Yesterday, I went for my weird leg tests.
I described my symptoms to (what feels like) the fifteenth doctor (I'll call her Dr. Brain) I've seen since my feet started tingling about eight weeks ago.
She made me jump rope.
She made me hop on one foot (and then, the other).
She made me do squats.
She made me walk on my heels.
She made me walk on my toes.
She made me eat cookie dough. (I wish).
She electrocuted me. (It wasn't bad).
She poked me with needles. (It wasn't fun).
I know she doesn't sound very nice, but she was very nice and the entire interview and testing process took about 1.5 hours. I think it was longer than usual because she had to do the electrocuting test twice because her computer wasn't working properly the first time (yeah me - actually, I'm just thankful it wasn't the needle test).
THE DIAGNOSIS: A mild form of a rare autoimmune disease called Guillian-Barre.
Apparently, my immune system is attacking the myelin sheath of some of my nerves causing some muscle weakness in my toes and tingling in my feet. We don't know what causes GBS, but for most people it occurs after an infection (respiratory or stomach) and usually symptoms go away in three months to a year (please, please let me be the three month version).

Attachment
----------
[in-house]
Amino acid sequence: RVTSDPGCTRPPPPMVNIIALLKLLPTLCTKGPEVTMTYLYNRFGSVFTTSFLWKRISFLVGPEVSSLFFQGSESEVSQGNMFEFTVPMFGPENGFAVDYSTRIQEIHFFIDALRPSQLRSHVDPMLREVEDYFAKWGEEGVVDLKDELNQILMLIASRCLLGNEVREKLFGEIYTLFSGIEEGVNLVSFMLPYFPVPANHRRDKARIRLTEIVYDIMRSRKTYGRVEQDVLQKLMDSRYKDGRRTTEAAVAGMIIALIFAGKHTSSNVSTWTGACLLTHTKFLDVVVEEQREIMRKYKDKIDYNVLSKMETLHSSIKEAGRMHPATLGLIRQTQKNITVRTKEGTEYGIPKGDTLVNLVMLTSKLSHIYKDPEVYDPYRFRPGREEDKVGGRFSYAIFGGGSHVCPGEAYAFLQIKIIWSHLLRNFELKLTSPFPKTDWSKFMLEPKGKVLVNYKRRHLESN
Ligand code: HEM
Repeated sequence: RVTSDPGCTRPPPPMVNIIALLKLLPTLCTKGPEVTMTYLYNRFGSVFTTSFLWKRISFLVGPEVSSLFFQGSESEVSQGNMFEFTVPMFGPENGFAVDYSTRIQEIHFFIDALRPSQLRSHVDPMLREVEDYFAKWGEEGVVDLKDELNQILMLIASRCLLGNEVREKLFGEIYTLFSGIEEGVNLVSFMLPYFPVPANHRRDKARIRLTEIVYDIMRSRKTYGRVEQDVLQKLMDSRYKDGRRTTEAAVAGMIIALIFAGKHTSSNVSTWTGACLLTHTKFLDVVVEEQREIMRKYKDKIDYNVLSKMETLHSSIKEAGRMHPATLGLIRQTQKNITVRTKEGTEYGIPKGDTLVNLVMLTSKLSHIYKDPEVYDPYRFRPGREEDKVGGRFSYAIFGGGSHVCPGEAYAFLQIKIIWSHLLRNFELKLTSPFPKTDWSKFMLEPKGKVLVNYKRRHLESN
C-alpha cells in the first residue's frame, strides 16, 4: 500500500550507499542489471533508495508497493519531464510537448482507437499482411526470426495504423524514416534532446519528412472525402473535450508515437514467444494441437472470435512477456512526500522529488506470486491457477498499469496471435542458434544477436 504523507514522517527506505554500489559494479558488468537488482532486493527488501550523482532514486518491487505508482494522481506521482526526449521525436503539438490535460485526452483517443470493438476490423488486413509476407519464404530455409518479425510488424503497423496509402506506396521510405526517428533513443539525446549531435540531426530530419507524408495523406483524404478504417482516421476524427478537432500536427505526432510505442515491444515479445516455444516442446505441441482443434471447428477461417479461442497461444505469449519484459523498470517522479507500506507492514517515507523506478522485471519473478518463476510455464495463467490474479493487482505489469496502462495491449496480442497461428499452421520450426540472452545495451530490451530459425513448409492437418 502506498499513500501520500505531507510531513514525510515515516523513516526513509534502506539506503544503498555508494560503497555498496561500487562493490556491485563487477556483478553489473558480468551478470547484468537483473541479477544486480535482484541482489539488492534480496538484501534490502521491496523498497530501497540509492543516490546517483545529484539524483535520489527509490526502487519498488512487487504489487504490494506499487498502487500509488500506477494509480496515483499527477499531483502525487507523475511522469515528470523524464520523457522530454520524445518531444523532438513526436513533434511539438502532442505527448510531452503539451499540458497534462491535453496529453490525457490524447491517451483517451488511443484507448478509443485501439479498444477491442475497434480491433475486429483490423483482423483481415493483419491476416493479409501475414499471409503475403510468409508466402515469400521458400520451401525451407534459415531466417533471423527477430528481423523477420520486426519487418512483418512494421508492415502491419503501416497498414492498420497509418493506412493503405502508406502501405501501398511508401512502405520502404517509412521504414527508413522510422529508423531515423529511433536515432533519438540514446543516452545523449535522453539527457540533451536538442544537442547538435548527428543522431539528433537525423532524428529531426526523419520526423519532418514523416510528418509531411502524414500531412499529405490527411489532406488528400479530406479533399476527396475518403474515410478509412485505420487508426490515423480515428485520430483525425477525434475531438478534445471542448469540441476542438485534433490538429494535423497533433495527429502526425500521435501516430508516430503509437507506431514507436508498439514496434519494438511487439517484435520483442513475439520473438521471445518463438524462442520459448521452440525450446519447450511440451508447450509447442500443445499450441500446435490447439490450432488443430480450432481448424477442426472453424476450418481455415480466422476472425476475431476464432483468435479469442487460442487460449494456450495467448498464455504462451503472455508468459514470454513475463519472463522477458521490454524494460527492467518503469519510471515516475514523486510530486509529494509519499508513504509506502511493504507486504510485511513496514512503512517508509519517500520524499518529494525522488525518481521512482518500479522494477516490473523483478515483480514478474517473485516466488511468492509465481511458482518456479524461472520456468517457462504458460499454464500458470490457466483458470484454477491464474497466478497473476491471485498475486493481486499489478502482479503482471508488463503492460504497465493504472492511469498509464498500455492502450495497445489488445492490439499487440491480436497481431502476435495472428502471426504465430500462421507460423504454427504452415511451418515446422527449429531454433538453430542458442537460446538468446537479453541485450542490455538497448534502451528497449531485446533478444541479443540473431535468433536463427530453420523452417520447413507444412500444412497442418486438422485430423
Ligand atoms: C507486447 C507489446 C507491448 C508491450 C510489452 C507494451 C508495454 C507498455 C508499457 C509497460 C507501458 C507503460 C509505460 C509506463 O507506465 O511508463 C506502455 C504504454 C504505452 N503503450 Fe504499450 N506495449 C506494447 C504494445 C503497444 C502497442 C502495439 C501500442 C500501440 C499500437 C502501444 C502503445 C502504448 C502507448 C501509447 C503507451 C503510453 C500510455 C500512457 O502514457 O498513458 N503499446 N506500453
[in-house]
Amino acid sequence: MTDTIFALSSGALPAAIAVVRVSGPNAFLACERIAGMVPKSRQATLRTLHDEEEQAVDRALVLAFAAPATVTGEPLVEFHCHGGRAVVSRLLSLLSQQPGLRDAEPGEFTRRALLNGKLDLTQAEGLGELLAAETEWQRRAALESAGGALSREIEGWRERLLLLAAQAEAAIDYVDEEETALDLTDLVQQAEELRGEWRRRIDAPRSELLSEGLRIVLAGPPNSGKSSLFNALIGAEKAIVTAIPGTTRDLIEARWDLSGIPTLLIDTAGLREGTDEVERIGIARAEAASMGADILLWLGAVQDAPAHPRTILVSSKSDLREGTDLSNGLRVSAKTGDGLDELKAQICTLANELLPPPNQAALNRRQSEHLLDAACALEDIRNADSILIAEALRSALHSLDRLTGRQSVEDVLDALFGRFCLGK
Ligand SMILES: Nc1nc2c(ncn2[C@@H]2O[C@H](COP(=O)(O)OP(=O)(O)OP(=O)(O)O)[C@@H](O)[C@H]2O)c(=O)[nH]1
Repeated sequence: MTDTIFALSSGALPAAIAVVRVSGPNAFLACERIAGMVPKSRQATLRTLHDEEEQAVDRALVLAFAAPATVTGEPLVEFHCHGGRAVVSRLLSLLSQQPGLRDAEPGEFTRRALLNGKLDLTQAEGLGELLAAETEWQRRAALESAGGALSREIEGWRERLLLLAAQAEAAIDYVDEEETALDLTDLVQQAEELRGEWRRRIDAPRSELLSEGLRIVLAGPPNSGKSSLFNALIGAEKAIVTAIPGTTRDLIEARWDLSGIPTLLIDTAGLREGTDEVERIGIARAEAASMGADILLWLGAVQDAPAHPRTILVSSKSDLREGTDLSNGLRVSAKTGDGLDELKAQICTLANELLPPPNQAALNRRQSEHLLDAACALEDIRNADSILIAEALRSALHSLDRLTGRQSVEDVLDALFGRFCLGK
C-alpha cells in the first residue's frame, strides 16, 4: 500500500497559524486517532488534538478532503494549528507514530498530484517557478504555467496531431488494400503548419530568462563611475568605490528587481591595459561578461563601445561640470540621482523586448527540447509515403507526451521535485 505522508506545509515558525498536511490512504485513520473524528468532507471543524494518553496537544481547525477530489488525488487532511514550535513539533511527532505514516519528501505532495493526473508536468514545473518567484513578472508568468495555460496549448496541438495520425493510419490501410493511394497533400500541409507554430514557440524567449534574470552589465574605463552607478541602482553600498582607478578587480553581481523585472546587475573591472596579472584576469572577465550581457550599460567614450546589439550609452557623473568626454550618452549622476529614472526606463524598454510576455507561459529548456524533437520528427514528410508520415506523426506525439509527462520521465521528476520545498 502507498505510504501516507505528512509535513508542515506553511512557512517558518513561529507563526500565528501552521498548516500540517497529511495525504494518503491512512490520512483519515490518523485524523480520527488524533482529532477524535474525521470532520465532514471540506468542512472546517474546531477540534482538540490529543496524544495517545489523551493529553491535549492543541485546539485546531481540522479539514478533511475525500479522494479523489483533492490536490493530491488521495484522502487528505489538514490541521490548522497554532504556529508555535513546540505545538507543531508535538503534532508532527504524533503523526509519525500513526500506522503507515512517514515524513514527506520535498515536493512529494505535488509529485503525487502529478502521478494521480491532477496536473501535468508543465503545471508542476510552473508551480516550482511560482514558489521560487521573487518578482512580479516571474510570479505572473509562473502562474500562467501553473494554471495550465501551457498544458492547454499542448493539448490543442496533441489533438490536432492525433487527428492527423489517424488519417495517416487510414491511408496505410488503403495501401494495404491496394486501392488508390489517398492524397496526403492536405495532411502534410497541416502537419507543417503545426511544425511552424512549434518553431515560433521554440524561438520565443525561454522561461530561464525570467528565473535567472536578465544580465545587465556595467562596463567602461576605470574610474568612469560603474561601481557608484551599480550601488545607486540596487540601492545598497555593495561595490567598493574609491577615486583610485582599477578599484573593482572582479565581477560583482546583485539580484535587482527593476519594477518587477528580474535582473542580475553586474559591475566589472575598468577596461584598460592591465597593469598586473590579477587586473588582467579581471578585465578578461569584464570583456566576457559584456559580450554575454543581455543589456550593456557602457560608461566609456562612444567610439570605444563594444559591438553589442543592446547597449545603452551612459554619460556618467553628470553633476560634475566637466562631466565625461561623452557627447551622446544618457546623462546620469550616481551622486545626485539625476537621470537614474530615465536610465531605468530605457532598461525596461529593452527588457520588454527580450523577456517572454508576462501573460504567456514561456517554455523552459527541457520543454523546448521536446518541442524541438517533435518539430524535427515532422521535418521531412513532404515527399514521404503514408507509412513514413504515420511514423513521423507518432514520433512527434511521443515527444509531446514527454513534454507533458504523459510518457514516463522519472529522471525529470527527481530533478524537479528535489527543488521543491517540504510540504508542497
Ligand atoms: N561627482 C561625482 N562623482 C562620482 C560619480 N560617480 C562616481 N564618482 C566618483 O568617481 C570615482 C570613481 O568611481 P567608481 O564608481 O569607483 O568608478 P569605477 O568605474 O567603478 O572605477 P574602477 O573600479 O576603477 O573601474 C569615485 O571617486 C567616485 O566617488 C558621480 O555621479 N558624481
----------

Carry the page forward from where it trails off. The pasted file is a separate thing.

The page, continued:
The strange thing is that I was NEGATIVE on every test she gave me, including the one for GBS, so it doesn't feel like a really definitive diagnosis. She just thinks I have a very mild (albeit annoying) case of GBS. I'm thankful all of the really, really bad stuff (that I read about on the horrible, horrible interweb) was ruled out.
Here is a somewhat paraphrased version of my conversation with Dr. Brain after she gave me the diagnosis.
Me: So, is it all in my head?
Dr. Brain: No
Me: Why, because you see something on the test?
Dr. Brain: No
Me: Then how do you know it's not all in my head?
Dr. Brain said that the symptoms I have were very classic for Guillian-Barre and that I lost my reflexes, which is also indicative of GBS (alternatively, she said people with MS have super-active reflexes) and also kind of weird.
So, bottom line - I just wait and hopefully in a year or less (please less), I'm back to normal. Dr. Brain said that for 99% of people who get GBS, they never get it again. Dr. Brain also said that so long as I'm able, I should keep running (even if it feels weird). She said that I'm not causing any nerve or muscle damage by running. I guess this is good news- if only it felt less strange to run.
Oh well. I'm sure I'll continue to write about my tingly feet periodically on the blog, but for now the case is (sorta) closed.
Cub got a haircut today. It's pretty short, but I know it'll grow out again.